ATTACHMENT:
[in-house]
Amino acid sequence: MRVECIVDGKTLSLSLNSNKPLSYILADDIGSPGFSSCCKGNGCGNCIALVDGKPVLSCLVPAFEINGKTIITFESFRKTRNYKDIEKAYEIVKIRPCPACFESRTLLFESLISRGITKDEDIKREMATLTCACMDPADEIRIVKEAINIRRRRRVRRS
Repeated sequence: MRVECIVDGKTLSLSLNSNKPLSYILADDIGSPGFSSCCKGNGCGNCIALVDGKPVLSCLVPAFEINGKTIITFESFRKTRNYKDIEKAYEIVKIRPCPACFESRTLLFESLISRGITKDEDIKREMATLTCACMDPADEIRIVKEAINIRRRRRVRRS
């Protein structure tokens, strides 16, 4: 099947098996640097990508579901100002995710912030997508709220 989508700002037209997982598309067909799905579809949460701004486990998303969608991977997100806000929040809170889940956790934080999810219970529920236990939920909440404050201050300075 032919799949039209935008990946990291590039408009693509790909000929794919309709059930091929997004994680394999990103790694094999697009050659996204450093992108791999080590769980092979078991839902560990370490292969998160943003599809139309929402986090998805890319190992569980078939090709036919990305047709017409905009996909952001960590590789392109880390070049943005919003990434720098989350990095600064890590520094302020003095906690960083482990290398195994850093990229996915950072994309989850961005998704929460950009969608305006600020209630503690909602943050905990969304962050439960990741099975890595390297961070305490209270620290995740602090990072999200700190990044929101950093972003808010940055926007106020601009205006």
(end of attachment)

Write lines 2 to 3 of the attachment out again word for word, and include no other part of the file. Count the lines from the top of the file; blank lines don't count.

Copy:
Amino acid sequence: MRVECIVDGKTLSLSLNSNKPLSYILADDIGSPGFSSCCKGNGCGNCIALVDGKPVLSCLVPAFEINGKTIITFESFRKTRNYKDIEKAYEIVKIRPCPACFESRTLLFESLISRGITKDEDIKREMATLTCACMDPADEIRIVKEAINIRRRRRVRRS
Repeated sequence: MRVECIVDGKTLSLSLNSNKPLSYILADDIGSPGFSSCCKGNGCGNCIALVDGKPVLSCLVPAFEINGKTIITFESFRKTRNYKDIEKAYEIVKIRPCPACFESRTLLFESLISRGITKDEDIKREMATLTCACMDPADEIRIVKEAINIRRRRRVRRS